I love how people can become both more and less open-minded at the same time. It is good to have reputable venues in which to explore and deviate from what is and isn't accepted. But it is also good to push the envelope in regards to who is making these determinations and value judgments. So it is even better when alternative venues outside of the established institutions are springing up and other voices are being heard. Don't just rely on the historians, curators and critics to determine what is and isn't valid or worthwhile. Look around and see what people outside of the establishment are doing as well. The Internet is an amazing resource for connecting people and ideas in ways once thought unimaginable, for all that it isn't typically the best way in which to view artwork.

4. Value is completely subjective. No, it's not. There are methods of evaluating art, and just because gallerygoers respond differently doesn't mean these methods don't exist. Assessing value, however, isn't always easy.
More than anything else, frequent viewing and discussion develop a skilled eye. Experience tells a viewer what to look for. Avid gallerygoers are far more likely to distinguish a knowing nod to a cliché painting from a poorly executed work because they've seen enough of both to know the difference. Similarly difficult, distinguishing an attractive Flickr photograph from a fine-art print is likely to make the head spin for anyone who is an expert on one but not both of those. Only knowing the conventions of both gives a viewer enough knowledge to make those distinctions.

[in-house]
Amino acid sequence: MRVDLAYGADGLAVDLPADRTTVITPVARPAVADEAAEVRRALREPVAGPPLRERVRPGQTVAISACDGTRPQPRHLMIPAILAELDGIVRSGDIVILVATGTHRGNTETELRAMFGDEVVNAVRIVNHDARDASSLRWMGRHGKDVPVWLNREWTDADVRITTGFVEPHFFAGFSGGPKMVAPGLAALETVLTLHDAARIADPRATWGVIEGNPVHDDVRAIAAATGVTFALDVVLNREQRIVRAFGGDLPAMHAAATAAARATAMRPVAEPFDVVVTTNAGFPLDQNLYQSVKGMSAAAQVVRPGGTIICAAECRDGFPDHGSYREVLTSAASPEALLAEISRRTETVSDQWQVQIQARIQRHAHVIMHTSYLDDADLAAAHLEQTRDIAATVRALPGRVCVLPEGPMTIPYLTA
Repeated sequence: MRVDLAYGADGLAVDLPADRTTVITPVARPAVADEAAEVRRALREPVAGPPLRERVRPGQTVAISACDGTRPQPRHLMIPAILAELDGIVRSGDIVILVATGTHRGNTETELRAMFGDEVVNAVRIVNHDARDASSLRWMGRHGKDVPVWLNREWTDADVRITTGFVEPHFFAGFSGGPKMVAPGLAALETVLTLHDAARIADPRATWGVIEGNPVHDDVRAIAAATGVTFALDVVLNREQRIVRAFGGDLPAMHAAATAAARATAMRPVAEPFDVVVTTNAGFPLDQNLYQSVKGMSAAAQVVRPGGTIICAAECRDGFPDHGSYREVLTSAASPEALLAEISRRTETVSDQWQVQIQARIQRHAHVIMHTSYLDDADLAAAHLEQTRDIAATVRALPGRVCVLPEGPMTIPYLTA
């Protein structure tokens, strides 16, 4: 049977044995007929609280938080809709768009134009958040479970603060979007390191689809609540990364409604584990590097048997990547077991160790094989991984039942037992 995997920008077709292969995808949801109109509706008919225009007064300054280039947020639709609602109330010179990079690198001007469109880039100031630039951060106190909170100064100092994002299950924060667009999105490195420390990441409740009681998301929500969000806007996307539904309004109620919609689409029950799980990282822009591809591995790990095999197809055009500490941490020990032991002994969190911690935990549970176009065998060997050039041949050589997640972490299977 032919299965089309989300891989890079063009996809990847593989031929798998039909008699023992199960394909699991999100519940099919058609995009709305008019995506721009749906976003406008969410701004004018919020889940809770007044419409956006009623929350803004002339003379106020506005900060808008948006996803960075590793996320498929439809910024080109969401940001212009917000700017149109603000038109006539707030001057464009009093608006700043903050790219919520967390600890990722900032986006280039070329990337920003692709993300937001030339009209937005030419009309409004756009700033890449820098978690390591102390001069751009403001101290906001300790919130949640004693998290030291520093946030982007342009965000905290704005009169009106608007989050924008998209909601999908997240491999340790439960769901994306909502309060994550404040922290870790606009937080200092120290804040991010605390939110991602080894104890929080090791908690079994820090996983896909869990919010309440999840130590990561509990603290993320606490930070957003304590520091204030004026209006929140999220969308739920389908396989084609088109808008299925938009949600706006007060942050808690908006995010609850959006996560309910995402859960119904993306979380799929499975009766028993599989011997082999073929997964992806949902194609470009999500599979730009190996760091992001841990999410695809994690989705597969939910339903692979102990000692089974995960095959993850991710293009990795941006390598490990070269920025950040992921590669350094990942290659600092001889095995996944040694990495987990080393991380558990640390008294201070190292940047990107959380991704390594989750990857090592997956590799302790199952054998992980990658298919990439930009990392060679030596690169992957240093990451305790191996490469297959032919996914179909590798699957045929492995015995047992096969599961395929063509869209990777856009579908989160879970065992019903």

We all have our own opinions, likes and dislikes - it's part of what makes life interesting. Some people would rather see a unique approach even if it is poorly executed over a "cliche painting." I think that for an artist, it is far better to concern yourself with your own integrity and to measure your work by your own standards than to try to determine whether it is good or bad by someone else's criteria. What is the value of your art to you? Are you proud of our accomplishment? Do you think it represents you well or as you want to be seen?
As an artist, an increased exposure to art (both good and bad) is a huge boon beyond just networking. It lets you learn from others' successes and mistakes as well as your own and it offers opportunities to see and relate to art in new ways. A lot of artists make art because they can't imagine not doing so, and that passion drives them. We can all share in that together, and further foster camaraderie and understanding by seeing and absorbing as much art as we can.

5. I don't know enough about art to talk about it. Anyone can discuss art well; few of us, however, look at it long enough to be able to do so. Trust your instincts, talk about what you see – don't be afraid to be wrong. The beauty of an opinion is that you can change it as your response evolves.
A lot of people don't take the time to really study an artwork. Even some who do really look at artwork are afraid to express their opinions about it. Overcoming this takes time and exposure and the courage to start to speak your mind. But don't invalidate your own opinions before you've even voiced them - so many of us can offer so many different insights into this discourse.